Author Affiliations: Shanghai Institute for Pediatric Research, Xinhua Hospital Affiliated to Shanghai Jiao Tong University School of Medicine, Shanghai 200092, China (Chen HJ); The Second Affiliated Hospital of China Medical University, Shenyang 110004, Liaoning Province, China (Wei KL); Peking University First Hospital, Beijing 100034, China (Zhou CL); West China Second University Hospital, Sichuan University, Chengdu 610041, Sichuan Province, China (Yao YJ); Xiangya Hospital of Central South University, Changsha 410008, Hunan Province, China (Yang YJ); Jinan Women & Children Hospital, Jinan 250012, Shandong Province, China (Fan XF); Hunan Children's Hospital, Changsha 410007, Hunan Province, China (Gao XR); Shenzhen Children's Hospital, Shenzhen 518026, Guangdong Province, China (Liu XH); Xinhua Hospital Affiliated to Shanghai Jiao Tong University School of Medicine, Shanghai 200092, China (Qian JH); Shenzhen City People's Hospital, the Second Affiliated Hospital of Jinan University Medical College, Shenzhen 518020, Guangdong Province, China (Wu BQ); Ulumuqi Women & Children Hospital, Ulumuqi 830000, Xinjiang Uyghur Autonomous Region, China (Wu GQ); Shenyang Women Hospital, Shenyang 110014, Liaoning Province, China (Zhang QM); Shenzhen Maternity and Child Healthcare Hospital, Shenzhen 518028, Guangdong Province, China (Zhang XL)

Corresponding Author: Hui-Jin Chen, MD, Professor of Pediatrics, Shanghai Institute for Pediatric Research, Xinhua Hospital Affiliated to Shanghai Jiao Tong University School of Medicine, Shanghai 200092, China (Tel: +86-21-65790000-6471; Fax: +86-21-65791316; Email: hjchenk@163.com)

doi: 10.1007/s12519-012-0395-8

Background: There is a large number (1.5 million per year) of premature births in China. It is necessary to obtain the authentic incidences of intraventricular hemorrhage (IVH) and periventricular leukomalacia (PVL), the common brain injuries, in Chinese premature infants. The present multicenter study aimed to investigate the incidence of brain injuries in premature infants in ten urban hospitals in China.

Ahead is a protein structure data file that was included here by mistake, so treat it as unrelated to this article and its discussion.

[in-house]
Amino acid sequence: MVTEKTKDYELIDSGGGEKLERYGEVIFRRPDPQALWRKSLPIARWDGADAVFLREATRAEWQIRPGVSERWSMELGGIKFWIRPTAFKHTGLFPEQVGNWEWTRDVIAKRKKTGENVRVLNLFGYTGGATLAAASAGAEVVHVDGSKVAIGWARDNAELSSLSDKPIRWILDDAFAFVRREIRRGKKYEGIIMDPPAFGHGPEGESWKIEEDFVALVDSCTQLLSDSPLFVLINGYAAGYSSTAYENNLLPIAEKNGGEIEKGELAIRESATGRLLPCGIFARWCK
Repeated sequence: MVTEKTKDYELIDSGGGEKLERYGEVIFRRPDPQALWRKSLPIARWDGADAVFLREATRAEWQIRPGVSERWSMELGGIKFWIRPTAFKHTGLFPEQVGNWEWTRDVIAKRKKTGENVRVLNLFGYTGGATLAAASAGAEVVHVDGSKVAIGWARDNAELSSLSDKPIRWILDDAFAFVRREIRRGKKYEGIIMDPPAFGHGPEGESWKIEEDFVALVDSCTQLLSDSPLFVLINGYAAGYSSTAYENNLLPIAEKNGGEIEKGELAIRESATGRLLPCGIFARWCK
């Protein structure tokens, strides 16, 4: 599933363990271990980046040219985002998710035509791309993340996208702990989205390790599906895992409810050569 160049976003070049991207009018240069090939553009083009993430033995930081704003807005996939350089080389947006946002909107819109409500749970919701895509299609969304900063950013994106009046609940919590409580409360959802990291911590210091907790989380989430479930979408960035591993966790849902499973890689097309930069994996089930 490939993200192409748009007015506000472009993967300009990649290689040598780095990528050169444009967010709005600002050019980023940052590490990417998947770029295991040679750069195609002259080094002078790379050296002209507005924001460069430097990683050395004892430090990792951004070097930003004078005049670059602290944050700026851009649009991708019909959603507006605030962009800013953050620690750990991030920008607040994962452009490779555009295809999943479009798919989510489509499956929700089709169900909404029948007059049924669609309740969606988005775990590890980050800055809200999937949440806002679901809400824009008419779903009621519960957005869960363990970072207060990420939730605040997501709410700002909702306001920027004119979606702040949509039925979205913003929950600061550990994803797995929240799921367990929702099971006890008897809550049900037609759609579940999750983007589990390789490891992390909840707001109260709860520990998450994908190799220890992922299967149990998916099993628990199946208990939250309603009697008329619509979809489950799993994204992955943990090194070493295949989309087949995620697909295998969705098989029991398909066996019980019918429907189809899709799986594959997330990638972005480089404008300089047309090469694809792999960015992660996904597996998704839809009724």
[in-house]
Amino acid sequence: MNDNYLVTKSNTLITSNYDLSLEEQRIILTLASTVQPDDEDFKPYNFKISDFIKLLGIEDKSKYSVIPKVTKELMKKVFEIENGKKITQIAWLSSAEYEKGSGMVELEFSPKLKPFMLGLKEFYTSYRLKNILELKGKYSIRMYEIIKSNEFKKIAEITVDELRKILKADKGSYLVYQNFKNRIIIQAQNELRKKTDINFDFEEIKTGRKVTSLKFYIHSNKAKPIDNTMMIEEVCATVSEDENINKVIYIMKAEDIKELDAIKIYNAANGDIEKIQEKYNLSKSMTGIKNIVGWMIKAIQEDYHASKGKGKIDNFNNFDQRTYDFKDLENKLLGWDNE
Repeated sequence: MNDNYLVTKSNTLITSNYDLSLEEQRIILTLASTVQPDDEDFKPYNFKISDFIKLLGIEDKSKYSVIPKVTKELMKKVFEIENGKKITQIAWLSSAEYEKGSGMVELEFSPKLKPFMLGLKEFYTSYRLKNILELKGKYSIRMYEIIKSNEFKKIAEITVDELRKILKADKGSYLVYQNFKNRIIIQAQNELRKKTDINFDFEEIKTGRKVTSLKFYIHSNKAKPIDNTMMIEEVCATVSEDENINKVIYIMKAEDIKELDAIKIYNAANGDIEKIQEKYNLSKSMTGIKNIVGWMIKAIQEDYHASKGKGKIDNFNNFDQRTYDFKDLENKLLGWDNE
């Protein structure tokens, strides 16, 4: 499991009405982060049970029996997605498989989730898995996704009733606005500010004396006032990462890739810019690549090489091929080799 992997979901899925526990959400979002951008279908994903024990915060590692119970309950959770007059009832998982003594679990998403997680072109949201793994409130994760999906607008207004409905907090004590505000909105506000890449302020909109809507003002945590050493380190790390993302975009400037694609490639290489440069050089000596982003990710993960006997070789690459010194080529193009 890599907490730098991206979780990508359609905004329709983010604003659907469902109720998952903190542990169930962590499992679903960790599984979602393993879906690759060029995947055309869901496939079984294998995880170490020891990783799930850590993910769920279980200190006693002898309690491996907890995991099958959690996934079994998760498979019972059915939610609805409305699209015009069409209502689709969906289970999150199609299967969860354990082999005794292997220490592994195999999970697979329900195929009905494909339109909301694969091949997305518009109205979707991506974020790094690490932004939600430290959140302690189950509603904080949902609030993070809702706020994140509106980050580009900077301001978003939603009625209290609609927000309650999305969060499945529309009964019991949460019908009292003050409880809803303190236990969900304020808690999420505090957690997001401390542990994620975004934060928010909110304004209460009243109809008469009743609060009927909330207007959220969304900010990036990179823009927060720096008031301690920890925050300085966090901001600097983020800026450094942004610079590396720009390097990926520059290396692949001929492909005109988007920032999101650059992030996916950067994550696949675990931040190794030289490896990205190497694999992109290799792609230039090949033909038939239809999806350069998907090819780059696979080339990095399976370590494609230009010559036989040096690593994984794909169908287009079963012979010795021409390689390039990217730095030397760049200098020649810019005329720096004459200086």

Methods: The research proposal was designed by the Subspecialty Group of Neonatology of Pediatric Society of the Chinese Medical Association. Ten large-scale urban hospitals voluntarily joined the multicenter investigation. All premature infants with a gestational age 34 weeks in the ten hospitals were subjected to routine cranial ultrasound within three days after birth, and then to repeated ultrasound every 3-7 days till their discharge from the hospital from January 2005 to August 2006. A uniform data collection sheet was designed to record cases of brain injuries.

Results: The incidences of overall IVH and severe IVH were 19.7% (305/1551) and 4.6% (72/1551), respectively with 18.4% (56/305) for grade 1, 58.0% (177/305) for grade 2, 17.7% (54/305) for grade 3 and 5.9% (18/305) for grade 4 in nine hospitals. The incidences of overall PVL and cystic PVL were 5.0% (89/1792) and 0.8% (14/1792) respectively, with 84.3% (75/89) for grade 1, 13.5% (12/89) for grade 2, and 2.2% (2/89) for grade 3 in the ten hospitals. The statistically significant risk factors that might aggravate the severity of IVH were vaginal delivery (OR=1.883, 95% CI: 1.099-3.228, P=0.020) and mechanical ventilation (OR=4.150, 95% CI: 2.384-7.223, P=0.000). The risk factors that might result in the development of cystic PVL was vaginal delivery (OR=21.094, 95% CI: 2.650-167.895, P=0.000).

 

Conclusions: The investigative report can basically reflect the incidence of brain injuries in premature infants in major big cities of China. Since more than 60% of the Chinese population live in the rural areas of China, it is expected to undertake a further multicenter investigation covering the rural areas in the future.

Key words: incidence; intraventricular hemorrhage; multicenter investigation; periventricular leukomalacia; premature infants

World J Pediatr 2013;9(1):17-24

  [Abstract] [Full Text] [PDF]  
Solid tumors in Turkish children: a multicenter study
  Ayper Kacar, Irem Paker, Zuhal Akcoren, Safak Gucer, Gulsev Kale, Diclehan Orhan, Beril Talim, Aylar Poyraz, Omer Uluoglu, Aylin Okcu Heper, Sema Apaydin, Nilufer Arda, Esin Boduroglu, Aynur Albayrak, Murat Alper, Ata Turker Arikok
 

Solid tumors in Turkish children: a multicenter study

Ayper Kacar, Irem Paker, Zuhal Akcoren, Safak Gucer, Gulsev Kale, Diclehan Orhan, Beril Talim, Aylar Poyraz, Omer Uluoglu, Aylin Okcu Heper, Sema Apaydin, Nilufer Arda, Esin Boduroglu, Aynur Albayrak, Murat Alper, Ata Turker Arikok

Ankara, Turkey

Author Affiliations: Pathology Department, Ankara Child Diseases Hematology Oncology Research and Training Hospital, Turkey (Kacar A); 2nd Pathology Department, Diskapi Yildirim Beyazit Research and Training Hospital, Turkey (Paker I, Albayrak A, Alper M, Arikok AT); Pediatric Pathology Unit, Child Health and Diseases Department, Faculty of Medicine, Hacettepe University, Turkey (Akcoren Z, Gucer S, Kale G, Orhan D, Talim B); Pathology Department, Faculty of Medicine, Gazi University, Turkey (Poyraz A, Uluoglu O); Pathology Department, Faculty of Medicine, Ankara University, Turkey (Heper AO); Pathology Department, Dr. Sami Ulus Child Diseases Research and Training Hospital, Turkey (Apaydin S, Arda N, Boduroglu E)